Thursday, December 15, 2016

Wetumpka Depot: "Cinnamon GRITS: Christmas in the South"

First seen in GRITS: the Musical a while back, Adrian Lee Borden, Desirae Lewis, Kim Mason, and Cindy Veasey are reprising their roles at the Wetumpka Depot in Erica McGree's Cinnamon GRITS: Christmas in the South. "Girls Raised In The South" explains the acronym of the title, and director Kristy Meanor takes audiences on a two-hour jaunt into the sometimes outrageous Christmas reminiscences of these four redoubtable women.

Staged on several holiday-decorated area platforms and an open space, the GRITS narrate several humorous situations that are familiar to us all, interspersed with traditional songs and carols, some of them given updated or inventively comic lyrics.

We know these women and their stories, and you don't have to be from the South to appreciate many of them...the predicament or challenge of "Re-gifting" is given an outrageous twist or two; "The Crazy Aunt Blues" capitalized on the women's abilities to impersonate all the cliche-ridden characteristics of eccentric relatives decked out in garish costumes; and "The Twelve Yummy Days of Christmas", featuring "five bourbon balls"  to a predictable drunken end, is a show-stopper.

There are touching sentimental reminiscences as well with such numbers as "I Never Knew Life Without You" and a few readings from Scripture, along with a medley of traditional carols to signal the true meaning of Christmas.

The ensemble actors have individual shining moments, but the key to this show is the feeling that they are good friends having a good time to celebrate their friendships. It's contagious. There is such a warmth coming from the stage, that audiences can't help but respond in kind....a fine way to usher-in the Christmas season.

Wednesday, December 14, 2016

ASF: "A Christmas Carol"

Each time director Geoffrey Sherman stages his adaptation of the Charles Dickens classic A Christmas Carol at the Alabama Shakespeare Festival, he tweaks the script a bit, adding or removing portions of the plot, elaborating characters and their relationships, while remaining true to the spirit of the original source. So, while the story of Ebenezer Scrooge's reclamation from miserly and mean-spirited to generous and gregarious holds no real surprises, there is always something in Sherman's bag of tricks to  grab the attention of repeat audience members.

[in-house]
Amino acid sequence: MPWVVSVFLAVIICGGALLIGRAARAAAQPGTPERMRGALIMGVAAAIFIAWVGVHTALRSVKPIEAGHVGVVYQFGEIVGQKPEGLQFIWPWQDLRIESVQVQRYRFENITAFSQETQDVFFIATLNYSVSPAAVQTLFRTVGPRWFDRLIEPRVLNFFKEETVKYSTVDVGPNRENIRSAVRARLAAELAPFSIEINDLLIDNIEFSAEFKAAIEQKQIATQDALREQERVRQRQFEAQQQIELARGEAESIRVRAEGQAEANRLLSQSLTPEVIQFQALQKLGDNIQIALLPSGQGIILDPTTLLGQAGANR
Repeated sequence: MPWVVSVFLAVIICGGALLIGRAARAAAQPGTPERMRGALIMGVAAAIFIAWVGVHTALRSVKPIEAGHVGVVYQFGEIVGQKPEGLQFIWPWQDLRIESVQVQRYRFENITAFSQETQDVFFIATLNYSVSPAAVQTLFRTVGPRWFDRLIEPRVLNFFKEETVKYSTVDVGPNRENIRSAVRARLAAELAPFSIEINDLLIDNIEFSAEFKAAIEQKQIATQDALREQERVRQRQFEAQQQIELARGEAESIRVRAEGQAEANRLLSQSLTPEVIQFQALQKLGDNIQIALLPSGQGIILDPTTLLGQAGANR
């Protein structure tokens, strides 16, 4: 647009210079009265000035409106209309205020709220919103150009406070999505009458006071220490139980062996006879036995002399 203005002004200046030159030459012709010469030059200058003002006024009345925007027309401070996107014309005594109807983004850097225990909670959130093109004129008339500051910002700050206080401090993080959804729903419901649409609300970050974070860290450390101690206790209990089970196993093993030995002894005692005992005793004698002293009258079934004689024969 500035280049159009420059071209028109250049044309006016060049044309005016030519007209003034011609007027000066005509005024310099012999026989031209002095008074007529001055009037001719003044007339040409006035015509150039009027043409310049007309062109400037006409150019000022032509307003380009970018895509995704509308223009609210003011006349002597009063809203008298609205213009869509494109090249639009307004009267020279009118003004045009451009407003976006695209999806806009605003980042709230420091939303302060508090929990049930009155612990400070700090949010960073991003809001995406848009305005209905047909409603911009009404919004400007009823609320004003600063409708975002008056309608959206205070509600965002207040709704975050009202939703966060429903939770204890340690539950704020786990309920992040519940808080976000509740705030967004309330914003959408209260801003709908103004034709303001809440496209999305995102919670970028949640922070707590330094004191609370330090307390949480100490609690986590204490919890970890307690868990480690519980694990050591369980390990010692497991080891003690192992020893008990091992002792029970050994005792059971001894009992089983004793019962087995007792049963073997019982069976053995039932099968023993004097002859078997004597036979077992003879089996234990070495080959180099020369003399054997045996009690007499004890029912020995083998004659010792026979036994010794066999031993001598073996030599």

There is still magic in the air -- both actual magic tricks and terrific special effects,  and the magic of ghosts who teach Scrooge the value of charity and the true meaning of Christmas -- on Paul Wonsek's idyllic Victorian set and with Elizabeth Novak's glorious costumes; and Sherman moves the action quickly to punctuate the key moments in Scrooge's magical night with the Ghosts of Christmases Past, Present, and Yet-to-Come.

Paul Hebron assumes the role of Dickens, an amateur magician and narrator of this rendition of Christmas Carol, who also takes on the roles of good-hearted Fezziwig, Scrooge's one-time employer, and Old Joe, a dealer in stolen or ill-gotten goods and properties. -- Mr. Hebron makes each one a distinct and memorable creation, and when he shares a scene with Rodney Clark's Scrooge, there's a bit more magic in watching two artists at their best.

Attention is focussed on Scrooge for virtually the whole two-plus hours playing time. From the moment we first see him -- so dismissive of Christmas and so rude to everyone (street urchins and businessmen, his long-suffering clerk Bob Cratchit [Billy Sharpe] and his nephew Fred [Jackson Thompson], are all treated alike) -- Mr. Clark commands the stage. Until, that is, he meets the first Ghost of his former business partner Jacob Marley [Brik Berkes] who astounds him and sends him on a journey that restores him to the brotherhood of humankind. Mr. Berkes is a frightening specter whose pain in his condition of bridging the worlds between life and death has never been better realized.